Some thoughts on ASR and the reviews

I’ve briefly taken a look at some online reviews for budget Tekton speakers from ASR and Youtube. Both are based on Klippel quasi-anechoic measurements to achieve "in-room" simulations.

As an amateur speaker designer, and lover of graphs and data I have some thoughts. I mostly hope this helps the entire A’gon community get a little more perspective into how a speaker builder would think about the data.

Of course, I’ve only skimmed the data I’ve seen, I’m no expert, and have no eyes or ears on actual Tekton speakers. Please take this as purely an academic exercise based on limited and incomplete knowledge.

1. Speaker pricing.

One ASR review spends an amazing amount of time and effort analyzing the ~$800 US Tekton M-Lore. That price compares very favorably with a full Seas A26 kit from Madisound, around $1,700. I mean, not sure these inexpensive speakers deserve quite the nit-picking done here.

2. Measuring mid-woofers is hard.

The standard practice for analyzing speakers is called "quasi-anechoic." That is, we pretend to do so in a room free of reflections or boundaries. You do this with very close measurements (within 1/2") of the components, blended together. There are a couple of ways this can be incomplete though.

a - Midwoofers measure much worse this way than in a truly anechoic room. The 7" Scanspeak Revelators are good examples of this. The close mic response is deceptively bad but the 1m in-room measurements smooth out a lot of problems. If you took the close-mic measurements (as seen in the spec sheet) as correct you’d make the wrong crossover.

b - Baffle step - As popularized and researched by the late, great Jeff Bagby, the effects of the baffle on the output need to be included in any whole speaker/room simulation, which of course also means the speaker should have this built in when it is not a near-wall speaker. I don’t know enough about the Klippel simulation, but if this is not included you’ll get a bass-lite expereinced compared to real life. The effects of baffle compensation is to have more bass, but an overall lower sensitivity rating.

For both of those reasons, an actual in-room measurement is critical to assessing actual speaker behavior. We may not all have the same room, but this is a great way to see the actual mid-woofer response as well as the effects of any baffle step compensation.

Looking at the quasi anechoic measurements done by ASR and Erin it _seems_ that these speakers are not compensated, which may be OK if close-wall placement is expected.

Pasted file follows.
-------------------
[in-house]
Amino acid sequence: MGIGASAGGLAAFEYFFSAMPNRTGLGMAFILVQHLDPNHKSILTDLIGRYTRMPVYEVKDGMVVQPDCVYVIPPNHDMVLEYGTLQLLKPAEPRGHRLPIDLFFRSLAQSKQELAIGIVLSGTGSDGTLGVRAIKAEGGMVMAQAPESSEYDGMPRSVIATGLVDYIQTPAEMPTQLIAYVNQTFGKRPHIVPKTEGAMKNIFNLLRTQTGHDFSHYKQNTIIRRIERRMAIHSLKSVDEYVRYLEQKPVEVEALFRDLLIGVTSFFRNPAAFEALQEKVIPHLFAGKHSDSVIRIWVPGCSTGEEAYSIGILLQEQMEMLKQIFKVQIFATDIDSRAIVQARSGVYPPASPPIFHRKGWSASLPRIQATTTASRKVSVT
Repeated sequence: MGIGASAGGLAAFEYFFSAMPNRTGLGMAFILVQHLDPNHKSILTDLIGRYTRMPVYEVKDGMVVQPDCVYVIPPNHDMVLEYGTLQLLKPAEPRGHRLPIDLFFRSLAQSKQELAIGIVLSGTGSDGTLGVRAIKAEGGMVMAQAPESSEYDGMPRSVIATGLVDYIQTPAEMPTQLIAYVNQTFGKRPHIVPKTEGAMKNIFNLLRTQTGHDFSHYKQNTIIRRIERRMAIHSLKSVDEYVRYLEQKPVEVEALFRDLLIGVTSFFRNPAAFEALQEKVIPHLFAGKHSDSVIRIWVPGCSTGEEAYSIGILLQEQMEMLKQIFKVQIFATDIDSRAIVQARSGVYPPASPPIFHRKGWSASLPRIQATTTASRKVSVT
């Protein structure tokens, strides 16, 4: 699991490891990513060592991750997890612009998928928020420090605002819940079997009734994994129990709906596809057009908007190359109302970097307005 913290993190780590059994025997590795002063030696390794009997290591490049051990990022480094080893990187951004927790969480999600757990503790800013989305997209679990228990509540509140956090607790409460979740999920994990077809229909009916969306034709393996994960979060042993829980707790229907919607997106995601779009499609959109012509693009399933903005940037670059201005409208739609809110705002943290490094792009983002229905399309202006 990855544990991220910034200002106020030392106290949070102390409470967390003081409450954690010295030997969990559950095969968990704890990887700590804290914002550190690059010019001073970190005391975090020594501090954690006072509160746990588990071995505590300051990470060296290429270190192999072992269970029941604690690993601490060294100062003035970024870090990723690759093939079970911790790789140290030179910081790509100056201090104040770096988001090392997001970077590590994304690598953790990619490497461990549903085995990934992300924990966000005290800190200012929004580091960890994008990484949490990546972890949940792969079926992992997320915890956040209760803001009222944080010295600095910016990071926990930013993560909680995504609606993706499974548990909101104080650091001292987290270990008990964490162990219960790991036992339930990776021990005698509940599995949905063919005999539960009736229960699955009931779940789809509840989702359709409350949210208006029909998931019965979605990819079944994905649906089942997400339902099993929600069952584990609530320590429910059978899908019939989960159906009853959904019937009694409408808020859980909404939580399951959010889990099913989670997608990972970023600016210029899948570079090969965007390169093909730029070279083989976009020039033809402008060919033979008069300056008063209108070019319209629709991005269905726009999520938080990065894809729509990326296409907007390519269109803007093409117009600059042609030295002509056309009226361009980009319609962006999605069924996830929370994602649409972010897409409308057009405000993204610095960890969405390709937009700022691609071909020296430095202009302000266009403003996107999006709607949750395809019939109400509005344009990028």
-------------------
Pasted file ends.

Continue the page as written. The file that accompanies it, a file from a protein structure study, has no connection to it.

In either event, you really want to see the actual in-room response, not just the simulated response before passing judgement. If I had to critique based strictly on the measurements and simulations, I’d 100% wonder if a better design wouldn’t be to trade sensitivity for more bass, and the in-room response would tell me that.

3. Crossover point and dispersion

One of the most important choices a speaker designer has is picking the -3 or -6 dB point for the high and low pass filters. A lot of things have to be balanced and traded off, including cost of crossover parts.

Both of the reviews, above, seem to imply a crossover point that is too high for a smooth transition from the woofer to the tweeters. No speaker can avoid rolling off the treble as you go off-axis, but the best at this do so very evenly. This gives the best off-axis performance and offers up great imaging and wide sweet spots. You’d think this was a budget speaker problem, but it is not. Look at reviews for B&W’s D series speakers, and many Focal models as examples of expensive, well received speakers that don’t excel at this.

Speakers which DO typically excel here include Revel and Magico. This is by no means a story that you should buy Revel because B&W sucks, at all. Buy what you like. I’m just pointing out that this limited dispersion problem is not at all unique to Tekton. And in fact many other Tekton speakers don’t suffer this particular set of challenges.

In the case of the M-Lore, the tweeter has really amazingly good dynamic range. If I was the designer I’d definitely want to ask if I could lower the crossover 1 kHz, which would give up a little power handling but improve the off-axis response.  One big reason not to is crossover costs.  I may have to add more parts to flatten the tweeter response well enough to extend it's useful range.  In other words, a higher crossover point may hide tweeter deficiencies.  Again, Tekton is NOT alone if they did this calculus.